Grassley blocks nominees over Trump’s inspector general firings


WASHINGTON (Reuters) – Republican U.S. Senator Chuck Grassley on Thursday said he would seek to block two of Donald Trump’s nominees in response to the president’s firing of two inspectors general, citing the need for “checks and balances.”

Grassley has been pressing the White House to provide a rationale for Trump’s decision to dismiss the intelligence community’s inspector general and his counterpart at the State Department, and has said responses from the White House have fallen short.

In statements submitted to the congressional record, Grassley said he would block any request for unanimous consent in the Senate to approve Christopher Miller to head the National Counterterrorism Center without an explanation for Intelligence Community Inspector General Michael Atkinson’s dismissal.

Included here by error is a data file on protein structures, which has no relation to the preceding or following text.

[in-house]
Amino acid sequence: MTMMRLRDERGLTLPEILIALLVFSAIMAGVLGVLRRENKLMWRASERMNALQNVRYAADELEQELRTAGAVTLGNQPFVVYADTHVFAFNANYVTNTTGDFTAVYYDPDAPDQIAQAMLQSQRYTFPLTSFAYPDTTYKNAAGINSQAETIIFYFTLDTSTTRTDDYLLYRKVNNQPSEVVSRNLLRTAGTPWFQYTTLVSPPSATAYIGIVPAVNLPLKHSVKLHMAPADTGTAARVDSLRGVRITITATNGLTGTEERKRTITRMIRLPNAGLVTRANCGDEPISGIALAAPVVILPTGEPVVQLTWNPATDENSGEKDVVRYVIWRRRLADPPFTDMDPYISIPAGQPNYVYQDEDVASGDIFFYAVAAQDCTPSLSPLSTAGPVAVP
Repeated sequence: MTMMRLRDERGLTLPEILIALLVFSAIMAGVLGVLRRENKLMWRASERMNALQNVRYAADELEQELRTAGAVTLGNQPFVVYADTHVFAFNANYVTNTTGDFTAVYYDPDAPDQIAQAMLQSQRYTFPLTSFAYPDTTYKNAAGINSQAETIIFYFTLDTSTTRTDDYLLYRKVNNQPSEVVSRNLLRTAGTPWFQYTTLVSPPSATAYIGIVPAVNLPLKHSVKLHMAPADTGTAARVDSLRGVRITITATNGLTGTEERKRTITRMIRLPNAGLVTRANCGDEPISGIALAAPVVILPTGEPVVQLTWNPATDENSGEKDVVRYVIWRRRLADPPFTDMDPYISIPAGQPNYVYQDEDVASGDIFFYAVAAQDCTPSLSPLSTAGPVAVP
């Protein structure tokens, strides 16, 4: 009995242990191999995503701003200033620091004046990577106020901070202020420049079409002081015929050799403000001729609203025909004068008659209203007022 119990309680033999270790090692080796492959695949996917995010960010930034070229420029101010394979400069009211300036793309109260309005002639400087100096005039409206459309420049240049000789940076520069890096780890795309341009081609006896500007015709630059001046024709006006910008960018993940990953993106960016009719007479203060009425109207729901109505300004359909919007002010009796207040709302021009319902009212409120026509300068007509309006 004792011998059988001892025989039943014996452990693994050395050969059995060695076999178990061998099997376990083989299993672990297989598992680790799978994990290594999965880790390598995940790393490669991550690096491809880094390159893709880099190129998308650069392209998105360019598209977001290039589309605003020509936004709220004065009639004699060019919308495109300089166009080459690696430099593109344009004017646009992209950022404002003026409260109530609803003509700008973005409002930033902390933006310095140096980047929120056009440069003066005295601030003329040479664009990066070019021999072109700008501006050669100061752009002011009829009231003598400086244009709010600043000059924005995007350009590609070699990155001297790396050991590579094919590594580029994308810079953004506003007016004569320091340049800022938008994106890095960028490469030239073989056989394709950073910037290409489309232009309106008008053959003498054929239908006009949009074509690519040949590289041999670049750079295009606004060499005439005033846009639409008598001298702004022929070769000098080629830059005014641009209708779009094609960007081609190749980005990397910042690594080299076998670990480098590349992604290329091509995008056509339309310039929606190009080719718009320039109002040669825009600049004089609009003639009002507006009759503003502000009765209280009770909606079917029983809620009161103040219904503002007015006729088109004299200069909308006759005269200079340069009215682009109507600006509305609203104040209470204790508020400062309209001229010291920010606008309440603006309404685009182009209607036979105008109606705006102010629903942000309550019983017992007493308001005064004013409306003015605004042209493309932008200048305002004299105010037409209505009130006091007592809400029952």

Similarly, he said he would seek to block approval of the nomination of Marshall Billingslea to be an undersecretary at the State Department absent an explanation for the termination of State Department Inspector General Steve Linick.

Agency inspectors general are charged with guarding against illegal conduct and mismanagement.

Their job is meant to be nonpartisan, but a president has a right to remove them for any reason. U.S. law requires a president to notify Congress within 30 days of such action.

Linick became the fourth government watchdog dismissed by the Republican president in recent months when he was fired on May 15, leading to charges from Democrats that Trump was moving against internal critics.

In an interview with members of Congress on Wednesday, Linick confirmed he was fired while investigating the declaration of a “national emergency” to justify arms sales to Saudi Arabia, lawmakers said.

“All I want is a reason 4 (for) firing these ppl (people),” Grassley said in a tweet.

Reporting by Susan Heavey and Tim Ahmann; Editing by Franklin Paul and Daniel Wallis